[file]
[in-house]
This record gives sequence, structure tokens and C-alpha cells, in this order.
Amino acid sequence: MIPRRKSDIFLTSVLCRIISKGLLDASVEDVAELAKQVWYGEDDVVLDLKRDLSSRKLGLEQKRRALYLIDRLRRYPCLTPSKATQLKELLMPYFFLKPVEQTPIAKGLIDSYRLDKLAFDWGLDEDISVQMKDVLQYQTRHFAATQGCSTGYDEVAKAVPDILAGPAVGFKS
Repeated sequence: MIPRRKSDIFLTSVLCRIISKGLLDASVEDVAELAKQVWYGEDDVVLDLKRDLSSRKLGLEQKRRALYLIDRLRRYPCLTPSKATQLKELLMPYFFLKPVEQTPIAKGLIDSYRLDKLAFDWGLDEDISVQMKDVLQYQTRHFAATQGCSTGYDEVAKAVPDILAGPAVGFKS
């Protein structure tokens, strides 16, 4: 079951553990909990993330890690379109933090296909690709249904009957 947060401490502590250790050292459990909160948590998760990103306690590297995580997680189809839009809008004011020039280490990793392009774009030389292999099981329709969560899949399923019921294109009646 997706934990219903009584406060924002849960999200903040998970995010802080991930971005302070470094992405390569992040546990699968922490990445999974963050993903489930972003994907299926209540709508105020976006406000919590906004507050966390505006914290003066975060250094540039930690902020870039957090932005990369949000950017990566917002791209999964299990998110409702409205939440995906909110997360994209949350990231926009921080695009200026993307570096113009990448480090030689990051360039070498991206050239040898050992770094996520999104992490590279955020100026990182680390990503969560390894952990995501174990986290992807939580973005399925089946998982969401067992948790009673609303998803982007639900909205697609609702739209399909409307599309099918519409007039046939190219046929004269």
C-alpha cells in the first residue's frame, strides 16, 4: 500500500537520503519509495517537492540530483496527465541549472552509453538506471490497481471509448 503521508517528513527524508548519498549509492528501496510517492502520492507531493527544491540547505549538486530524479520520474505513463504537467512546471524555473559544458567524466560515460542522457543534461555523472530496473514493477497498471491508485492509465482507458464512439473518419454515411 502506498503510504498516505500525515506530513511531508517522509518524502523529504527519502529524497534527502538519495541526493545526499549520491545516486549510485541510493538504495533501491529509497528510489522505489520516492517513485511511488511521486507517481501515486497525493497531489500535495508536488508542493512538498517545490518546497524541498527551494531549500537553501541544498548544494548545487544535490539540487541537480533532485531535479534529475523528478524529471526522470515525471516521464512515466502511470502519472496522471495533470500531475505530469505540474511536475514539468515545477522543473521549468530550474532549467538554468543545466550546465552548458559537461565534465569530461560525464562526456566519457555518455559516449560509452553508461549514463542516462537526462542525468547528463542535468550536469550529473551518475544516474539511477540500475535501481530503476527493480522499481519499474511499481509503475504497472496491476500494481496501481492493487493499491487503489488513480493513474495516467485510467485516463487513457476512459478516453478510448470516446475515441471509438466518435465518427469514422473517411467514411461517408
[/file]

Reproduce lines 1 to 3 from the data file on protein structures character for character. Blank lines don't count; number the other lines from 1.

[in-house]
This record gives sequence, structure tokens and C-alpha cells, in this order.
Amino acid sequence: MIPRRKSDIFLTSVLCRIISKGLLDASVEDVAELAKQVWYGEDDVVLDLKRDLSSRKLGLEQKRRALYLIDRLRRYPCLTPSKATQLKELLMPYFFLKPVEQTPIAKGLIDSYRLDKLAFDWGLDEDISVQMKDVLQYQTRHFAATQGCSTGYDEVAKAVPDILAGPAVGFKS